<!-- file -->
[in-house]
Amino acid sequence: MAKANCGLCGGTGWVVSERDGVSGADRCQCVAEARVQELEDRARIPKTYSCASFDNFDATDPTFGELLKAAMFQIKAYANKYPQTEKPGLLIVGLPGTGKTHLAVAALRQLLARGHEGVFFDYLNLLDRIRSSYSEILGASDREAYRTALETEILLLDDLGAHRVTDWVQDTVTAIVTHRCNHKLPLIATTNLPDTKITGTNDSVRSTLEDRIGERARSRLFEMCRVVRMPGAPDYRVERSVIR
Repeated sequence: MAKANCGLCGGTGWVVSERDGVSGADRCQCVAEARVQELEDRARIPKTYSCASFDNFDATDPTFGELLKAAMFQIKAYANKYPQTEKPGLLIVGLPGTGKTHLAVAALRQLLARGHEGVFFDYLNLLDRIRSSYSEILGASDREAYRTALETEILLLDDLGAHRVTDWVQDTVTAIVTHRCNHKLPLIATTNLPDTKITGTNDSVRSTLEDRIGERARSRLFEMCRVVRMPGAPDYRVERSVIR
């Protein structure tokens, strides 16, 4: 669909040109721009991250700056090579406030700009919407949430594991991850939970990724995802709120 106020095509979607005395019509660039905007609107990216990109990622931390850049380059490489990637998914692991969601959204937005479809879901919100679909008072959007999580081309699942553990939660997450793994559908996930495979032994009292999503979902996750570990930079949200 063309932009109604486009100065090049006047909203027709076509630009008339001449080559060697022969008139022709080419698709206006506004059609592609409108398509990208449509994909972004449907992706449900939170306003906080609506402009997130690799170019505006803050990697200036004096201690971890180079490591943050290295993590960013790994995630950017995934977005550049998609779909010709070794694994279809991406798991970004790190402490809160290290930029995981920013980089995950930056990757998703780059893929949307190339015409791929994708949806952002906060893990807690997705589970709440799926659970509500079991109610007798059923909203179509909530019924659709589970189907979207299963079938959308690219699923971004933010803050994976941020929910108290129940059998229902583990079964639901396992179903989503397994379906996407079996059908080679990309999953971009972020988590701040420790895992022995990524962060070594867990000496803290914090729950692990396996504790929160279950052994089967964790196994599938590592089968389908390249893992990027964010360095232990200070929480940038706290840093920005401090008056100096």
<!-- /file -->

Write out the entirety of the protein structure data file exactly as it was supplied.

[in-house]
Amino acid sequence: MAKANCGLCGGTGWVVSERDGVSGADRCQCVAEARVQELEDRARIPKTYSCASFDNFDATDPTFGELLKAAMFQIKAYANKYPQTEKPGLLIVGLPGTGKTHLAVAALRQLLARGHEGVFFDYLNLLDRIRSSYSEILGASDREAYRTALETEILLLDDLGAHRVTDWVQDTVTAIVTHRCNHKLPLIATTNLPDTKITGTNDSVRSTLEDRIGERARSRLFEMCRVVRMPGAPDYRVERSVIR
Repeated sequence: MAKANCGLCGGTGWVVSERDGVSGADRCQCVAEARVQELEDRARIPKTYSCASFDNFDATDPTFGELLKAAMFQIKAYANKYPQTEKPGLLIVGLPGTGKTHLAVAALRQLLARGHEGVFFDYLNLLDRIRSSYSEILGASDREAYRTALETEILLLDDLGAHRVTDWVQDTVTAIVTHRCNHKLPLIATTNLPDTKITGTNDSVRSTLEDRIGERARSRLFEMCRVVRMPGAPDYRVERSVIR
């Protein structure tokens, strides 16, 4: 669909040109721009991250700056090579406030700009919407949430594991991850939970990724995802709120 106020095509979607005395019509660039905007609107990216990109990622931390850049380059490489990637998914692991969601959204937005479809879901919100679909008072959007999580081309699942553990939660997450793994559908996930495979032994009292999503979902996750570990930079949200 063309932009109604486009100065090049006047909203027709076509630009008339001449080559060697022969008139022709080419698709206006506004059609592609409108398509990208449509994909972004449907992706449900939170306003906080609506402009997130690799170019505006803050990697200036004096201690971890180079490591943050290295993590960013790994995630950017995934977005550049998609779909010709070794694994279809991406798991970004790190402490809160290290930029995981920013980089995950930056990757998703780059893929949307190339015409791929994708949806952002906060893990807690997705589970709440799926659970509500079991109610007798059923909203179509909530019924659709589970189907979207299963079938959308690219699923971004933010803050994976941020929910108290129940059998229902583990079964639901396992179903989503397994379906996407079996059908080679990309999953971009972020988590701040420790895992022995990524962060070594867990000496803290914090729950692990396996504790929160279950052994089967964790196994599938590592089968389908390249893992990027964010360095232990200070929480940038706290840093920005401090008056100096």